Rejected or disowned lambs, can happen in most any flock and are one of the more confusing parts of lambing season to deal with. What can you do if you notice that a ewe has rejected her lamb?
If a ewe rejects or disowns a lamb, you can try to rebond the ewe and lambs or see if a ewe whose lambs have died will take the rejected lamb as her own. If you can not get a ewe to take care of the rejected lamb, you will need to keep the lamb as a bottle baby.
Lambing Season: What To Expect is an article I wrote to help beginners get an overview of some of the lambing season and how to be ready!
Make sure the rejected lamb is actually her lamb
If a ewe rejects a lamb, the first thing to do is to make sure it’s actually her lamb to begin with! I know this one sounds so obvious, but it’s really the first thing to consider when you think you have a rejected lamb.
Lambs can take off after a ewe that is not their mom, then end up looking like a rejected lamb, when they really are a lamb that followed the wrong ewe.
Lambs can get mixed up at birth
There can be quite a bit of confusion during lambing, whether the ewes are in the barn or on the field and sometimes moms and babies get mixed up.
It is very unlikely that a ewe will take a lamb that is not hers, so be sure that you have the ewe and the lambs matched up correctly.
During lambing season, we have some pretty big days, where quite a few ewes decide to go into labor. We are out in the lambing pasture all of the time and do our best to keep things straight, but sometimes there are mix ups.
When this happens, you just have to do your best to put the most likely pairs together and see how the ewe takes it. She’ll let you know if she’s not happy!
A key point is to check out the umbilical cord of the lambs. Twins are going to have the same “wetness” of the umbilical cord. If you have a super confusing situation, matching the umbilical cords is your best shot.
Lambing Supplies goes over our list of must haves and a few things we haven’t found to be helpful, despite being on most other shepherd’s supply list.
Make sure the rejected lamb is capable of keeping up with the ewe
Make sure the lamb is fine, by that I mean capable of keeping up with his mom and twin. If the lamb can not keep up, it will get left behind and you will find it dead. I know that sounds harsh, but it’s true.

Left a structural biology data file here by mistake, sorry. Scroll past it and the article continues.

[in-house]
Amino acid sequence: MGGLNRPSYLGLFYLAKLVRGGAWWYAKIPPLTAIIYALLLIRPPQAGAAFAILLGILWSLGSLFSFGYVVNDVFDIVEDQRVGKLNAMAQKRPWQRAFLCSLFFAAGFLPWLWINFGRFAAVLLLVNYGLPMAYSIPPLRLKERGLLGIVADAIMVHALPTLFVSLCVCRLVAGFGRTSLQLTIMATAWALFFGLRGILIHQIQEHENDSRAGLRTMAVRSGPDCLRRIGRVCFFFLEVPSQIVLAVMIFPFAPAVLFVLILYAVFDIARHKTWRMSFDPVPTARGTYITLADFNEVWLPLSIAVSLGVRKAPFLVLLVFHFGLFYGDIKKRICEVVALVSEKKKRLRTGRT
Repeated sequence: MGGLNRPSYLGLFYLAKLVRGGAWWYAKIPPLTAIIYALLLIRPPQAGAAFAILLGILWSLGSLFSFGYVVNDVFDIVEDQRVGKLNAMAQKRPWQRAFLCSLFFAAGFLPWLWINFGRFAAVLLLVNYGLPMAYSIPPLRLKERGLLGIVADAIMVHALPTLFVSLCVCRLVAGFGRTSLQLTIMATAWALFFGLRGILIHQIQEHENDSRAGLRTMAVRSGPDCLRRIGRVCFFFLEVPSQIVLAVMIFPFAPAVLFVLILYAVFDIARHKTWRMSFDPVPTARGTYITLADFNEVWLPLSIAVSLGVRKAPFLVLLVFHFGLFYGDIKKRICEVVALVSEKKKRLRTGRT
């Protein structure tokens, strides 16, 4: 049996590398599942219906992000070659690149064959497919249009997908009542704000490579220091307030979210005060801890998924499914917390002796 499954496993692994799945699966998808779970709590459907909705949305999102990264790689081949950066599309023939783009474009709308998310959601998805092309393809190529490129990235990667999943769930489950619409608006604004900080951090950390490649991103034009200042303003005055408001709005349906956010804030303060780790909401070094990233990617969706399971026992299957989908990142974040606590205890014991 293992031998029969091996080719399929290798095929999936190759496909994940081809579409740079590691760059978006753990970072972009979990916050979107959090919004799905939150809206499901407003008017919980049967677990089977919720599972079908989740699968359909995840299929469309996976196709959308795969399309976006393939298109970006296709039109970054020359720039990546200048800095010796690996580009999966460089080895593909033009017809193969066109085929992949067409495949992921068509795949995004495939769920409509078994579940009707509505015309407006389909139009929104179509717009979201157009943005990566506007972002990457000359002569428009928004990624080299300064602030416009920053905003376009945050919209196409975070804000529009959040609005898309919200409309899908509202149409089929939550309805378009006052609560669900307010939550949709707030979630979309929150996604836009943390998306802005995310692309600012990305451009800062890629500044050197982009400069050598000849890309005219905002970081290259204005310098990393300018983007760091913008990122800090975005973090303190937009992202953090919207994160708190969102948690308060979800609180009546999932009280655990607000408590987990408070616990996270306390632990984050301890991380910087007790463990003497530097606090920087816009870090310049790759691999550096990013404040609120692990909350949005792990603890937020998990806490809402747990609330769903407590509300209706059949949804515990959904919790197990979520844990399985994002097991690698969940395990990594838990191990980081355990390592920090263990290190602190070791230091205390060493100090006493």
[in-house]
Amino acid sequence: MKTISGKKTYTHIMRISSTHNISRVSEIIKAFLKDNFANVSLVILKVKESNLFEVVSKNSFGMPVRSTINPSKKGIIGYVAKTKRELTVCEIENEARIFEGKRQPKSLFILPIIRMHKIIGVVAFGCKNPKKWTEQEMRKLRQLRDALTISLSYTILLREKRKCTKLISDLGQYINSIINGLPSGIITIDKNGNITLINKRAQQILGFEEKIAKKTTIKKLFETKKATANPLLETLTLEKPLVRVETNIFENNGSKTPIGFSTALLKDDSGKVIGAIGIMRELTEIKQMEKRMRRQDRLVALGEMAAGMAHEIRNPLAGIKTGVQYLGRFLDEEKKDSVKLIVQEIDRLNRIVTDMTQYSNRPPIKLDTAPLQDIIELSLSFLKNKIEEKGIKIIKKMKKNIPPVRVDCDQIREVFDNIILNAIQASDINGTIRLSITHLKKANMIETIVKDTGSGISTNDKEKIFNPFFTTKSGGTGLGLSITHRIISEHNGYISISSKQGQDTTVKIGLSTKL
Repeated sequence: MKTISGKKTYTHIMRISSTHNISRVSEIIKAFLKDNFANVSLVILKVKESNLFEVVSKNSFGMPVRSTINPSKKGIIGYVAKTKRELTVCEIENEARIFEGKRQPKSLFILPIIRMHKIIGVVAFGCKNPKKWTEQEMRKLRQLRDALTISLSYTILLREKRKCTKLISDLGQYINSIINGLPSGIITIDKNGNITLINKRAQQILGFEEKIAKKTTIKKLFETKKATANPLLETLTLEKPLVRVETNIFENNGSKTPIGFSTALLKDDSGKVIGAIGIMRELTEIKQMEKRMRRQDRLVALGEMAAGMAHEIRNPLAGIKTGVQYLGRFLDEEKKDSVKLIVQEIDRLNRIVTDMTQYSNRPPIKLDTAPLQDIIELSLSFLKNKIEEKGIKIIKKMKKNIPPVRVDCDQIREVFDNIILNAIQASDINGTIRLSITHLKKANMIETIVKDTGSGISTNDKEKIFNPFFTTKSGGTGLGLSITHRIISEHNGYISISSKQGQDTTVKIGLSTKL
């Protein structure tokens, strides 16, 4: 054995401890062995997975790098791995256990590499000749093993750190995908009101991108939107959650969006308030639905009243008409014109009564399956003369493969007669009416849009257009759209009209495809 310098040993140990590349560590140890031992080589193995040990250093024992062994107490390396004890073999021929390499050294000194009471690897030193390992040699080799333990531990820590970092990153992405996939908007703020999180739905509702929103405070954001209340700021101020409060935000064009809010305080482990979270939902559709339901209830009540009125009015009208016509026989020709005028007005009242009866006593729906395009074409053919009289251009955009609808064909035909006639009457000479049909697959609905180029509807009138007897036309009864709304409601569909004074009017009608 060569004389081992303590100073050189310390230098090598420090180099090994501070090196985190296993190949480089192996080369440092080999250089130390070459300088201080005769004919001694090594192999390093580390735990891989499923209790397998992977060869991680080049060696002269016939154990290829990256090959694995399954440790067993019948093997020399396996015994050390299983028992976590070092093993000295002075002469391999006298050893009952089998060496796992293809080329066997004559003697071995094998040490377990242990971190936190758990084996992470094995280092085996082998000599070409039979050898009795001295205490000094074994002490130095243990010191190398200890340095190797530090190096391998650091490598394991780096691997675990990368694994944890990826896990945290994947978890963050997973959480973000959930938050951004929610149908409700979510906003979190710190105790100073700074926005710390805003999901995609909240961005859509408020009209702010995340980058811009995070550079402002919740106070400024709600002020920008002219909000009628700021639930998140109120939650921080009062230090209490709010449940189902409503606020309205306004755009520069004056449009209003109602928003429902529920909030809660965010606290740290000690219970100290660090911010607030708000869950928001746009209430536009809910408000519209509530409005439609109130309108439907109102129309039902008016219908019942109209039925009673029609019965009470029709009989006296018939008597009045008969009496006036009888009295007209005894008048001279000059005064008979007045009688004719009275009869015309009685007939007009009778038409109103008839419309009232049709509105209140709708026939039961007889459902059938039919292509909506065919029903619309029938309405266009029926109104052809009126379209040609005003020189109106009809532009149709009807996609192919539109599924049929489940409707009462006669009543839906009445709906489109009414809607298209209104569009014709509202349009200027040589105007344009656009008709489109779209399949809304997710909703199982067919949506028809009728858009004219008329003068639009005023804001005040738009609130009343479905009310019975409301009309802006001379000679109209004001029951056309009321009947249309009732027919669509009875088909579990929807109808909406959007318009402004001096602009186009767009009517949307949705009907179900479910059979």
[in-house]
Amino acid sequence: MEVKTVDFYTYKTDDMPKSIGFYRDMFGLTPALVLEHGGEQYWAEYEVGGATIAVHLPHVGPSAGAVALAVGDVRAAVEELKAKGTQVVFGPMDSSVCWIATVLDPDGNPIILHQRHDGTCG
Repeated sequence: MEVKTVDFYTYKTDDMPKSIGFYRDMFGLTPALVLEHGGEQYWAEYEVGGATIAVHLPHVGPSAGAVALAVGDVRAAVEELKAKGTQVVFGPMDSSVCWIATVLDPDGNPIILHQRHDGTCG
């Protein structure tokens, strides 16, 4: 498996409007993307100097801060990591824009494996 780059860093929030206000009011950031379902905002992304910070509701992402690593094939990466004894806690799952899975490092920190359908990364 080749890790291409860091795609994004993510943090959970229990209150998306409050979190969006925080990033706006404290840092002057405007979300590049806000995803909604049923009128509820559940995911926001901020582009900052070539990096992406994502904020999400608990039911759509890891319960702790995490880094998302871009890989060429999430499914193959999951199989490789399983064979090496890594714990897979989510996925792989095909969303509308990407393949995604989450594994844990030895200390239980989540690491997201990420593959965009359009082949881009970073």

If the lamb can’t keep up with his mom, it’s easier to bring him in as a bottle baby.
The other thing to know is that sometimes lambs are born with “something” wrong. They just are not right. If the ewe can tell, she will leave the lamb. This is another case of a lamb that you should take as a bottle baby.
Pen up the ewe with the rejected lamb, monitor the pen!
If you are willing to try to see if the ewe will take back her other lamb, after you have determined that it is actually her lamb, then you need to confine her to a small pen, called a lambing jug.
Be aware that if the ewe is convinced the lamb is not hers, she can hurt it while trying to keep it from nursing. Your job is to prevent this from happening.
This means you’ll need to monitor the pen, until you are sure the rejected lamb is not the target of head butting from the ewe. If you are not able to keep watch on the pen, do not put the rejected lamb in, keep it as a bottle baby.
Sometime the ewe needs to be haltered or put in a head lock
Farmers that deal with rejected lambs have a head lock type stall that keeps the ewe from hurting the lambs, but they can still nurse. After a few days, the lambs smell like they belong to that ewe and she can come out of the head lock.
For either halter or stanchion, know that it will either work or not work within 2 days. Trying for longer than that does not normally result in anything but more frustration.
The head lock or stanchion keeps her head in a confined space, but she is free to get up and sit down as she pleases. This is very confining and should only be used for a day or two.
Sometimes a ewe does not need a head lock, but will need to be put on a halter and held while the lambs nurse. So, she is not head butting the rejected lamb, but she won’t let it nurse either. This is the method we use.
Halter her up for a few days and see if she will accept the lambs. Usually, if she’s going to change her mind about them, it will happen in the first two days.
This group still needs to be kept in a small pen for a few more days, making them easy to supervise to be sure the ewe is okay with those lambs.
Turn the bonded group out into a small pasture, not into the main flock
After a few days of things going well, the new group can be turned out, preferably to a smaller pasture that is easy for you to keep track of them in.
If you have to, you can turn the bonded ewe and lambs out with the main group, but this will increase the likelihood of problems coming back up.
Be sure you have the ewe and the lambs marked so you know who is who out there and can check back on these guys specifically.